In celebration of Family Literacy Day 2010, the Canucks Family Education Centre (CFEC), Canucks for Kids Fund, Word On The Street, Scholastic Book Fairs and CFEC’s many sponsors and partners launched Kids Corner by offering a “Family Stories Writing Contest” for children and youth. Kids Corner is a place for kids and about kids - a virtual learning site where kids can participate from school, libraries, at home, or anywhere in between. Many young writers submitted their family stories to the contest and prizes were awarded to the following young writers. Here are their stories…
First Prize: Blerina Rrahmani, Age 12
Blerina received a personalized Vancouver Canucks jersey
Hi my name is Blerina, here is my family story. I have five family members including me. My family members are: my mom Shpresa, dad Xhevdet, sister Dorina, and brother Liridon. My family is really special, the special thing about them is that they care about me, love me, help me, make me proud of who I am, and make me happy! Me and my family play lots of sports but the sport that we play the most is: volleyball. Me and my family like to play volleyball because we get to participate. I love my family, they are really fun to play with! My family likes to play lots of sports and all of them are fun. The most fun sport that my family and me like to play is dodge ball. I think that dodge ball is fun because I like when I win, which I always do! And I love my family!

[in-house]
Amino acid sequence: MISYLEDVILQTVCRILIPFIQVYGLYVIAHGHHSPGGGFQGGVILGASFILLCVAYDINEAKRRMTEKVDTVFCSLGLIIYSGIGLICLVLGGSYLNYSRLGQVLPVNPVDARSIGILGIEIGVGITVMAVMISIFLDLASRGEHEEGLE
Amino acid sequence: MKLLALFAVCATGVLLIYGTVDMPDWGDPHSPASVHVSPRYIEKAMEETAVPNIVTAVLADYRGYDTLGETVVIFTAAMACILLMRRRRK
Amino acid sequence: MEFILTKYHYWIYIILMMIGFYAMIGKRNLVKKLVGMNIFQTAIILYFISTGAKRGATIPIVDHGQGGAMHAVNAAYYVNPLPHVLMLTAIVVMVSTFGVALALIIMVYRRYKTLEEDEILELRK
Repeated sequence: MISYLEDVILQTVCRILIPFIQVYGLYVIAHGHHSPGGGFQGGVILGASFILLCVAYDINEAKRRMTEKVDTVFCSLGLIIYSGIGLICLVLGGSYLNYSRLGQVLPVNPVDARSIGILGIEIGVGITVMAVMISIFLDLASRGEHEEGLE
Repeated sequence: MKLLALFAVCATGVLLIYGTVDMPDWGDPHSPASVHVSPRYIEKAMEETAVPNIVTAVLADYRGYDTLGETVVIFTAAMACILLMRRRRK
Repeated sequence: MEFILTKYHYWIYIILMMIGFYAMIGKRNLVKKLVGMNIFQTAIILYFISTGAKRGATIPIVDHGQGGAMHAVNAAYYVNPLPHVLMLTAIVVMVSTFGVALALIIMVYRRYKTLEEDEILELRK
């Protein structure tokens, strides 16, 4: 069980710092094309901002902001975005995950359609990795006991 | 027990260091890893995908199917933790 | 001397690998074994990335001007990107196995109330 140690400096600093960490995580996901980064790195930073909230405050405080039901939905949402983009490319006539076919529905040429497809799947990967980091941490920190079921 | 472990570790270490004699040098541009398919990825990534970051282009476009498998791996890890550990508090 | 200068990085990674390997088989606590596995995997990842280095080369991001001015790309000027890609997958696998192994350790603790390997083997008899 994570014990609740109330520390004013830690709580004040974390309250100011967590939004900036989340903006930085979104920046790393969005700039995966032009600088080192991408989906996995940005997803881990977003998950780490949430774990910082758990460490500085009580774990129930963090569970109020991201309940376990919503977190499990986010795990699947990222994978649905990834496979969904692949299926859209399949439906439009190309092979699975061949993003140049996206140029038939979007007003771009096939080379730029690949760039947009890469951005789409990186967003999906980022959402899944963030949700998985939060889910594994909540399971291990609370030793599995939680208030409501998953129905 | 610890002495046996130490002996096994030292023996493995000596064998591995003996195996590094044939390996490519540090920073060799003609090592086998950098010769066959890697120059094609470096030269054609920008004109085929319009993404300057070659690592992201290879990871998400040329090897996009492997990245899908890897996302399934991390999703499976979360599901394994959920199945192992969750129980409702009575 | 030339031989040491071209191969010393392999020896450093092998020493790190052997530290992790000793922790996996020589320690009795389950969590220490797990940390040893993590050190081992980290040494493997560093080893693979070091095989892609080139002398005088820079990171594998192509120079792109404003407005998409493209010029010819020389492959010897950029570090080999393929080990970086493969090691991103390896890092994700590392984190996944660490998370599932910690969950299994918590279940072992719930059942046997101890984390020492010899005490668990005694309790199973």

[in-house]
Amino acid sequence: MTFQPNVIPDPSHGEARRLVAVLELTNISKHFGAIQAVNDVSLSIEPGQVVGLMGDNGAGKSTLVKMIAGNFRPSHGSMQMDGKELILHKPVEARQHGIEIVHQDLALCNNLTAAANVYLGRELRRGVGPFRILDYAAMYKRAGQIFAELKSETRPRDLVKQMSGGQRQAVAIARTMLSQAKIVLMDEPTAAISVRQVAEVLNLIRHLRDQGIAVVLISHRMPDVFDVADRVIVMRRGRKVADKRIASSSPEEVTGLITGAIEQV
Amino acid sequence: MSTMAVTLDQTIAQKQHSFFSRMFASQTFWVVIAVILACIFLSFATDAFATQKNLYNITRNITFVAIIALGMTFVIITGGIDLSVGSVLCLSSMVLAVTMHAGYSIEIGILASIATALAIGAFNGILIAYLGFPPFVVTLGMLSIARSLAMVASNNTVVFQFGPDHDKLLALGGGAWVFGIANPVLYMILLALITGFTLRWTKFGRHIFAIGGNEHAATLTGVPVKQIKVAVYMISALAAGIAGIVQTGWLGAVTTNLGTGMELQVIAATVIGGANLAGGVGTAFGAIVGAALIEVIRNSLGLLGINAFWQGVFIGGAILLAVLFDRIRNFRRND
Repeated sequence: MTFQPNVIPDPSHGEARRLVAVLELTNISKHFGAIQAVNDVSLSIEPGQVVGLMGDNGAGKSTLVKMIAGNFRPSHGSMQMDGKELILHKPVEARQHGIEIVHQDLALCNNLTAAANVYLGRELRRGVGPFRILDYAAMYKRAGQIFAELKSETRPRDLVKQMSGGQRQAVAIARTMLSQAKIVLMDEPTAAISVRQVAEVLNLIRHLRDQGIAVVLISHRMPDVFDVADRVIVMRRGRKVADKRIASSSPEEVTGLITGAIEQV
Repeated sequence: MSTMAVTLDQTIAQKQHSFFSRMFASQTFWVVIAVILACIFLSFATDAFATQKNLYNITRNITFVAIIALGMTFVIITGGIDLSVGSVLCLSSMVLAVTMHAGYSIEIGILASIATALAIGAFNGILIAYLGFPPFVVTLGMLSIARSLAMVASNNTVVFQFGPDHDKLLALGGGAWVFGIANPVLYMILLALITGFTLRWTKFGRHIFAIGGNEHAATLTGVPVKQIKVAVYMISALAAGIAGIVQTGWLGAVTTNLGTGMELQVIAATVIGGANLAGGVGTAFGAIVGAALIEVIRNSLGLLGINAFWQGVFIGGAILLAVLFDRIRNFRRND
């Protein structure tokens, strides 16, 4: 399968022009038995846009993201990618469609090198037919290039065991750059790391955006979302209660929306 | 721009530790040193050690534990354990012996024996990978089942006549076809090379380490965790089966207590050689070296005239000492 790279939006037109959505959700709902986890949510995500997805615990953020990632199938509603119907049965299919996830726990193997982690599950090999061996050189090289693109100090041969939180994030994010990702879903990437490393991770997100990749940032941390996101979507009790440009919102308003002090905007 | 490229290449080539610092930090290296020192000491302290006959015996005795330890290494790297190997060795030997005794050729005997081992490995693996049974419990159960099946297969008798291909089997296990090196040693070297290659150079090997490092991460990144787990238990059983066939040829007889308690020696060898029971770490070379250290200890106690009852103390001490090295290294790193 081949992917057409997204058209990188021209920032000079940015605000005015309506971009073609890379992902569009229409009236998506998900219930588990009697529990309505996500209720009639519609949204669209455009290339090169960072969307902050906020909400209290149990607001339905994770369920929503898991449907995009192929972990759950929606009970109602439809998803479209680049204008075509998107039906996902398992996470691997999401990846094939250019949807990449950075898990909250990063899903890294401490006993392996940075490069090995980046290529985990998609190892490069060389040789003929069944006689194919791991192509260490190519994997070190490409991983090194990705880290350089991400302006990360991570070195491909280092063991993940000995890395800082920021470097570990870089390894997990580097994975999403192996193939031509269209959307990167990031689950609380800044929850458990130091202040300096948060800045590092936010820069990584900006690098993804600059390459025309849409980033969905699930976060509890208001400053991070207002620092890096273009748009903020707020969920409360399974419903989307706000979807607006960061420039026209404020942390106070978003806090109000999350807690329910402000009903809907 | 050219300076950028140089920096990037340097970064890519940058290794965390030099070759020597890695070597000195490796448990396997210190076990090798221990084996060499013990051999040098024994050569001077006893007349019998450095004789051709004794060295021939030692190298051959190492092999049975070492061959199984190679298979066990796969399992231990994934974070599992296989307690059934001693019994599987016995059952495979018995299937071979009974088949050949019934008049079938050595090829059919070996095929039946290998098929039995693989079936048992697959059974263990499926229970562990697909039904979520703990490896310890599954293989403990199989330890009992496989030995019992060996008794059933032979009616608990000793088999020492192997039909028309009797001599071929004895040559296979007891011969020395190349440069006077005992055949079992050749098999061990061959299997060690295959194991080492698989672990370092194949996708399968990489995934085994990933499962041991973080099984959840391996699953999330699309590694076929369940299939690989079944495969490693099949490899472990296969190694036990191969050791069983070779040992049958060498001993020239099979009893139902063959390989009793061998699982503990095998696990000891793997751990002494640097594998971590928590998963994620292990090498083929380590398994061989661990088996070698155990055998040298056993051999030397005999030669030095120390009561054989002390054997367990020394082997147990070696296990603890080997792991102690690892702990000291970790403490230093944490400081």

Second Prize: Tyler Stiber, Age 11
Tyler received an official autographed Vancouver Canucks Hockey Stick
My family always celebrates Christmas at my great grandma’s house. My grandma and I always go ice skating. We even went skating on Grouse Mountain. I love the time I first went ice skating, I fell down and got my tongue stuck to the ice. About 10 minutes later, I finally got my tongue off the ice and hurt my mouth. But I still kept on skating. My grandma doesn’t come on the ice because one, she doesn’t know how, and two, well she’s old. My uncle and I love playing baseball. We once played with a small rock and stick.